i agree with you on what it will take for authentic community. i think that so many people believe that they are experiencing community because they have a solid lesson at small group, they pray for one another's needs, and they have fun hanging out together. there's nothing wrong with what takes place in the average small group or sunday school class, but the community that i'm searching for or trying to help create is a community that, just as you said, gets its hands dirty. one that understands that true community takes place at more than once a week at a small group gathering--people who go deeper than just good fellowship. to me, one major element of community is so outwardly focused that you don't even realize that your own needs (and more) have been met.

and you're right--it will rarely happen within the insulated confines we have erected for ourselves. since when did non-Christians or *gasp* the left wing of politics become our enemies instead of our neighbors that we are commanded to love and meet the needs of?

thank you so much for sharing your heart.

Benjamin said...

Thanks for the kind words, Jess. It seems that an increasing number of us ex-BSU-ers (can you ever be such a thing) are becoming increasingly honest about the questions and issues we don't see addressed in Christian ways. I, like you, look forward (in fear and trembling) to the time when this movement of the Spirit bears fruit.

Alethia: I'm looking forward to feedback, too. Hopefully people won't read me as being all crazy liberal, but more of a questioning conservative. I guess the comments will tell.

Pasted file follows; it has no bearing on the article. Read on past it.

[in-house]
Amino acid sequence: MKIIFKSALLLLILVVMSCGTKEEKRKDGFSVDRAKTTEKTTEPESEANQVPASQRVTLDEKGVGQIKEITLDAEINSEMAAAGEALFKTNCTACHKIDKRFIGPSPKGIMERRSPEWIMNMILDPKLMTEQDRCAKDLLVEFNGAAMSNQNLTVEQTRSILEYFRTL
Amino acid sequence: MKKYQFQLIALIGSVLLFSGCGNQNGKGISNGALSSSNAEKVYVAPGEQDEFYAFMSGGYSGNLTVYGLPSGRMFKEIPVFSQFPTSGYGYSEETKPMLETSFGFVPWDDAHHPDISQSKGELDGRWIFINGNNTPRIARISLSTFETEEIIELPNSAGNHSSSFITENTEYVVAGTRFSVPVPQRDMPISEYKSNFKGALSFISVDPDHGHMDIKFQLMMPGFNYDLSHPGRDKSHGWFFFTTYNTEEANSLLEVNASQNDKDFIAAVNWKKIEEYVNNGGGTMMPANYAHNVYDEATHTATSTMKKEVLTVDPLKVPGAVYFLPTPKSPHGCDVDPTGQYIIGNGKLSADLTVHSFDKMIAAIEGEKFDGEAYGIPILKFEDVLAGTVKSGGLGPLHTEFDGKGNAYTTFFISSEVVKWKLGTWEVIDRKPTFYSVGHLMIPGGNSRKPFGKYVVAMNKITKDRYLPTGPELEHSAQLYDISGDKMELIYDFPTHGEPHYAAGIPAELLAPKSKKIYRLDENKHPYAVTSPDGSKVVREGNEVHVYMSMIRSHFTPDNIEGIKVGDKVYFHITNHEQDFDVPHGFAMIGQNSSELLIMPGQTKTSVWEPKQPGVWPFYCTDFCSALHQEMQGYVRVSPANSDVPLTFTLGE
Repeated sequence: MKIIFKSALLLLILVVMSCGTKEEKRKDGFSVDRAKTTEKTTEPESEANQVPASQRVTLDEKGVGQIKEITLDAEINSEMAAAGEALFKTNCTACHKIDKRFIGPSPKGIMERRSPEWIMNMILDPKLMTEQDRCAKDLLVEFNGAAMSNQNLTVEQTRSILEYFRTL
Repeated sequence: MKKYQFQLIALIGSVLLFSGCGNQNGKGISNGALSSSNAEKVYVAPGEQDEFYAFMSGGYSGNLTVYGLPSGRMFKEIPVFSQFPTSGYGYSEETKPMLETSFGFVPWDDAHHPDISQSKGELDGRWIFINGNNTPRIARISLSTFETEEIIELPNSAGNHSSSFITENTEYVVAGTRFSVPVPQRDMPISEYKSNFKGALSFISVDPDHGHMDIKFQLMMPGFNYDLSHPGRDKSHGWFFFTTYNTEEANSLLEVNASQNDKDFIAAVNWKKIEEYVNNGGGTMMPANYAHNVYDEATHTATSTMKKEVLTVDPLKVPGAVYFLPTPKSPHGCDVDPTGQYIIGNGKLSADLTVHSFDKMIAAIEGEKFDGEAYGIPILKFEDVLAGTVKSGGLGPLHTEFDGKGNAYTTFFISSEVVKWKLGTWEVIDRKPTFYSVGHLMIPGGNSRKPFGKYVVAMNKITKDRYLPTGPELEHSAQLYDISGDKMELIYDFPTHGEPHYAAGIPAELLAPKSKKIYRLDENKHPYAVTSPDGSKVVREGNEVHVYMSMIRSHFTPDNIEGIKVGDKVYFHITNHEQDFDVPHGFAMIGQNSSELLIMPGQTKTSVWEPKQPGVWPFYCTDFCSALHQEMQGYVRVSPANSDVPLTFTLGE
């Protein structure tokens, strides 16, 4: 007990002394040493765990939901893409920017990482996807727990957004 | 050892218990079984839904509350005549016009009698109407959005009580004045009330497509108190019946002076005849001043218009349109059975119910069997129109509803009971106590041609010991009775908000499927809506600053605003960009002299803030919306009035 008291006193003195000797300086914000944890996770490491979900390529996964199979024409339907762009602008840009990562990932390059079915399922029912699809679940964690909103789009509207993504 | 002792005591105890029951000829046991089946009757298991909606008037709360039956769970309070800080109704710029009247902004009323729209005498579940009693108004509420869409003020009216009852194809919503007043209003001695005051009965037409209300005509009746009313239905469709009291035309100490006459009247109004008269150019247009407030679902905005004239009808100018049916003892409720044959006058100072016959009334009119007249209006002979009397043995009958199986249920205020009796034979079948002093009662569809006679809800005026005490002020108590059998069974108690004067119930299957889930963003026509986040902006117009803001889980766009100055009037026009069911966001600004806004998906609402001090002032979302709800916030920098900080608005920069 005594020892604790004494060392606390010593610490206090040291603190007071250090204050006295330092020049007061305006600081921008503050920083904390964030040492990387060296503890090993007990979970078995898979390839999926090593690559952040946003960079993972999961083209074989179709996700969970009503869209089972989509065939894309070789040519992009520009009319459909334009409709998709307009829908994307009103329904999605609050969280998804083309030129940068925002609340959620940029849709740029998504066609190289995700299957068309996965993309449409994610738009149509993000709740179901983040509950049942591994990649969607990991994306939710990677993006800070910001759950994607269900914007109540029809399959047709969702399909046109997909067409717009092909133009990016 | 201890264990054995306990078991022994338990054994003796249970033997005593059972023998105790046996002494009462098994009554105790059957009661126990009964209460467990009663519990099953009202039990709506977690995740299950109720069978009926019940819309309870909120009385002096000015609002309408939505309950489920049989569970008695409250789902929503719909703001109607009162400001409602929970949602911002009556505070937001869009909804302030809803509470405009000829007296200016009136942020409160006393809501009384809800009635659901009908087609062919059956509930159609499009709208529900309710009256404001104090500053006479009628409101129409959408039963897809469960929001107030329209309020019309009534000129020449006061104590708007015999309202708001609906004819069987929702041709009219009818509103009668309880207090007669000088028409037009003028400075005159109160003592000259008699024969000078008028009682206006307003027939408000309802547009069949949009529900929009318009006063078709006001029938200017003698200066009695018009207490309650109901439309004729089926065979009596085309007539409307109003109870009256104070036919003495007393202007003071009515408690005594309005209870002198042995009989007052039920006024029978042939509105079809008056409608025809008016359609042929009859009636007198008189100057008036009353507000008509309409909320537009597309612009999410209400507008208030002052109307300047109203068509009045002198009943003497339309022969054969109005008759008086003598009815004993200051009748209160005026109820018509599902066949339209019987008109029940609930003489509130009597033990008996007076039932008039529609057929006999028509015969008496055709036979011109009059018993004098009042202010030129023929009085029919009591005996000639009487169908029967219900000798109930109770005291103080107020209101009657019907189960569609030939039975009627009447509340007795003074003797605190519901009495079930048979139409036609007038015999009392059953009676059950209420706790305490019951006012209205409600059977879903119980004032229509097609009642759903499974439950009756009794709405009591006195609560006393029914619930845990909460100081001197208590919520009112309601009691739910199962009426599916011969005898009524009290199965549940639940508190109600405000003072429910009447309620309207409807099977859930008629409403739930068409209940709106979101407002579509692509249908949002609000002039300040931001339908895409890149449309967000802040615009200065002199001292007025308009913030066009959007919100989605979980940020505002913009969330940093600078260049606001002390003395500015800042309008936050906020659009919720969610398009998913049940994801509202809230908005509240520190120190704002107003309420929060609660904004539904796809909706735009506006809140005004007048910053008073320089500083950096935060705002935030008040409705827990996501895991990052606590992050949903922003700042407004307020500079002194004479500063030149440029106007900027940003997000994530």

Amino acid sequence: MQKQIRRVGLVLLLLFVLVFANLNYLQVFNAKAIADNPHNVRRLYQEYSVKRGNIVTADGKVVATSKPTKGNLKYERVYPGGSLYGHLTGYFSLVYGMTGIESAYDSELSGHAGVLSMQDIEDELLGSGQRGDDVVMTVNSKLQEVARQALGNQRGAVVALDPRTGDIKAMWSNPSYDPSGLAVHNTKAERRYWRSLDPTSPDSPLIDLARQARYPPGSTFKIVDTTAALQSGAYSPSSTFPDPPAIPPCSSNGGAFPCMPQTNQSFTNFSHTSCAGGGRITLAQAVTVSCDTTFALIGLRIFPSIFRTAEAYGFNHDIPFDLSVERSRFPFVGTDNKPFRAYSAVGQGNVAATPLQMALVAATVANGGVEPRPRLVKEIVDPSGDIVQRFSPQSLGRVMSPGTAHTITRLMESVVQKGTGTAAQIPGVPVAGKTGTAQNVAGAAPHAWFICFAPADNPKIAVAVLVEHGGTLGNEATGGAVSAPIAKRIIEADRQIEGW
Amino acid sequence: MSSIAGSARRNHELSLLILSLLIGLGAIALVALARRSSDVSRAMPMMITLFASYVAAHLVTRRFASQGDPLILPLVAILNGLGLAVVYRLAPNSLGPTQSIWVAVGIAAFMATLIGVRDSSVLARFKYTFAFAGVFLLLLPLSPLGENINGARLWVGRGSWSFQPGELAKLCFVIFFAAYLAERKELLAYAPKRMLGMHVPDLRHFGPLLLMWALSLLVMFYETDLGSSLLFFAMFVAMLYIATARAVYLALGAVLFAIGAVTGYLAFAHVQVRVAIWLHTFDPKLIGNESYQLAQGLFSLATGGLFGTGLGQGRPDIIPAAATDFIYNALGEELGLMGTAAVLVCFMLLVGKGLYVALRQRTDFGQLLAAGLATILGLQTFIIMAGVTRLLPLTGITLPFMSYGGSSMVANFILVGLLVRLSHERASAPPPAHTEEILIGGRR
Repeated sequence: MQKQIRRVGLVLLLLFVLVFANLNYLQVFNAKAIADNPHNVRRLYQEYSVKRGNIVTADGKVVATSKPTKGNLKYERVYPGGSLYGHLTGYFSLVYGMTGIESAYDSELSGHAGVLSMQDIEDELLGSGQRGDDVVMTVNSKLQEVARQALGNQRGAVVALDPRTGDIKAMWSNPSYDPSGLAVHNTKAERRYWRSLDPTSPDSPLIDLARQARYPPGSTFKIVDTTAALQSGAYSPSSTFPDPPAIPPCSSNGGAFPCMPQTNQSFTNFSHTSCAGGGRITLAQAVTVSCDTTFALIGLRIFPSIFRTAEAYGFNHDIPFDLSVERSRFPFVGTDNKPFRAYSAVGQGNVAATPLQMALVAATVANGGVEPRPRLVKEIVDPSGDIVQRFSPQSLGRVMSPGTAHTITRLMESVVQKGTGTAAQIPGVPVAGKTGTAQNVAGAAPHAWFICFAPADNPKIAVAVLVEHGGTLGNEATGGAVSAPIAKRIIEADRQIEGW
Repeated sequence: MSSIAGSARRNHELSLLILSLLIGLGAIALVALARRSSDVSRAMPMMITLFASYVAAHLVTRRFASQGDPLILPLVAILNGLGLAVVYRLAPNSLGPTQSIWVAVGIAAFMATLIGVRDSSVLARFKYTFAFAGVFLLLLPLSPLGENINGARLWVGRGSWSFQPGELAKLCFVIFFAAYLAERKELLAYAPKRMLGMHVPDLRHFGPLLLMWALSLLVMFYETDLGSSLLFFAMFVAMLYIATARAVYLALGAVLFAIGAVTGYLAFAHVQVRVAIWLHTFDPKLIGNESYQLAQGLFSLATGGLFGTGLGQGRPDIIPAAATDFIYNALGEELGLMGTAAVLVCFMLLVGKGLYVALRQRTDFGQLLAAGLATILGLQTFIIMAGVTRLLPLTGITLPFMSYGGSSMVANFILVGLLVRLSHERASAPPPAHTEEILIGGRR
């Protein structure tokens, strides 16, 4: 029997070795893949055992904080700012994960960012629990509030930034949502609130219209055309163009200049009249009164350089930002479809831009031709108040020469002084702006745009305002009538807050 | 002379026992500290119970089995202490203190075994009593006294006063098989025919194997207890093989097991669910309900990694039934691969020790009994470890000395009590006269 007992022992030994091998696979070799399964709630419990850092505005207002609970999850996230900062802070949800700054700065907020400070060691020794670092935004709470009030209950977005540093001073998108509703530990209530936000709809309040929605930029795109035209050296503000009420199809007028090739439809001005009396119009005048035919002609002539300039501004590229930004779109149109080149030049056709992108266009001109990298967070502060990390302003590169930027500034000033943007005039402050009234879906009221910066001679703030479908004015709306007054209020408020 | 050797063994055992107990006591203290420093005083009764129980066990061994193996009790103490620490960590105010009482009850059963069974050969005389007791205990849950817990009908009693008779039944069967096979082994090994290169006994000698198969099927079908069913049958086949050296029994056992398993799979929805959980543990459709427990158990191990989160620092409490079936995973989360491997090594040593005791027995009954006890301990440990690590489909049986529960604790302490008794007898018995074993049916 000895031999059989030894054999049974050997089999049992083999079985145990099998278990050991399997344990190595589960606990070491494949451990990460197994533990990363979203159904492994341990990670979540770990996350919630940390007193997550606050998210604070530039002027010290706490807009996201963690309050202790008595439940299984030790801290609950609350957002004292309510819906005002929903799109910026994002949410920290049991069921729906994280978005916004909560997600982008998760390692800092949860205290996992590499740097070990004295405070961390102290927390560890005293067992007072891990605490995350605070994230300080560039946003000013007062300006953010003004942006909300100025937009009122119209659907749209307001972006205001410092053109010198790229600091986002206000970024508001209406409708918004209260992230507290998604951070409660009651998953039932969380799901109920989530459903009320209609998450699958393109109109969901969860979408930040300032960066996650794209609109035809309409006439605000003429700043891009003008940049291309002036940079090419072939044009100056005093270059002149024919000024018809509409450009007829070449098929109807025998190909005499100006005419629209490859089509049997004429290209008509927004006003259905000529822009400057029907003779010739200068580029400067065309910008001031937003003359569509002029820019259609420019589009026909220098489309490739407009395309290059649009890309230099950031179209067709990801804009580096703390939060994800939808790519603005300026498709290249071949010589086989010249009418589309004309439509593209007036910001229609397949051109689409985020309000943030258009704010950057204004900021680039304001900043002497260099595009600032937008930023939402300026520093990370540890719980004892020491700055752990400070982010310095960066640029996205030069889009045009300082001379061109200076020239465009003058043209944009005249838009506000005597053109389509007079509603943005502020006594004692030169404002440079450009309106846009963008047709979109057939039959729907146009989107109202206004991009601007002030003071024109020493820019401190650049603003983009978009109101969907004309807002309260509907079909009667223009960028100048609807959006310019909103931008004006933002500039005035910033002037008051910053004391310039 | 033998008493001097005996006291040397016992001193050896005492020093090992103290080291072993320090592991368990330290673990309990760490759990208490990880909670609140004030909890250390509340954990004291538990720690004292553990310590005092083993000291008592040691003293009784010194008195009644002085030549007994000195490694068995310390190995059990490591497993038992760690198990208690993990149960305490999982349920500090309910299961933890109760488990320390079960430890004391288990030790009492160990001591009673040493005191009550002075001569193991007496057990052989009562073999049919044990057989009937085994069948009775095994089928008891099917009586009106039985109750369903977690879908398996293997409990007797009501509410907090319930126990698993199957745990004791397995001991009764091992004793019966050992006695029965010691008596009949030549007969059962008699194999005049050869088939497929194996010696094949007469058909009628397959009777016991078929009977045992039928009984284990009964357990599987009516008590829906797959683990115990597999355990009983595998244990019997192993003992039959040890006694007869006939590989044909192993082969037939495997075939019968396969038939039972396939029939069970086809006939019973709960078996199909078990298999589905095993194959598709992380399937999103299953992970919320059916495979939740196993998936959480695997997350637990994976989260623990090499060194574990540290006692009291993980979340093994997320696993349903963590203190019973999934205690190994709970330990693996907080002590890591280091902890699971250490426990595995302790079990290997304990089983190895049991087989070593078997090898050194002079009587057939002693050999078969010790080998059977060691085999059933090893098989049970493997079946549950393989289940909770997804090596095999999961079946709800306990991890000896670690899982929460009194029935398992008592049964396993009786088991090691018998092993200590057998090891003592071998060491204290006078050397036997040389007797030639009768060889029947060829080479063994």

BTW, you going anywhere fun?

Jessica said...

they'll probably call you a flamin' liberal...from one who knows!

alethia is going to alabama to visit steve's family. she asked us (the good doctor and myself) if we could trek over there, but, alas, it is not possible.

b-nut said...

Ben, this is one of the most refreshing posts that I have read on any blog. It captures much of my own journey as well Thanks...I wanted to say 'Amen' several times.

Glad to see you are blogging!

Benjamin said...

Brett!

Thanks for the feedback - it's good to hear from you, though I'm not sure how you found my blog...

Hope things are going well for you.

jada said...

Ben WOW! what a great post. Your posts, as well as Jessica's always cause me to think (even more than I already do, the nerd I am).

I relate to much of what you guys think and put into words.

BTW ever hear from jeremy or Catherine? Just wondering, haven't seen them in ages, but haven't lived in La. in ages, either.

Benjamin said...

Hi Jada!

Of course I see Cat and Jerms - they're family after all. In fact, I'll be seeing this this weekend.

They live just outside of Dallas, where Jeremy is a music minister (graduated from Southwestern), and Catherine is a speech pathologist at an elementary school. They've been trying to have kids, but having a really hard time. I'm sure they'd appreciate any encouragement you would like to share.

And, on a more personal note, thanks for the feedback.

jada said...

Okay! Hey if you would mind giving her my email I would SO LOVE to re-connect with her. Got to a bit when I was back in La. for grad school but after a few years we lost touch after we moved.

My email is mezzogirl@hotmail.com

That would be great!
Thanks so much.
Jada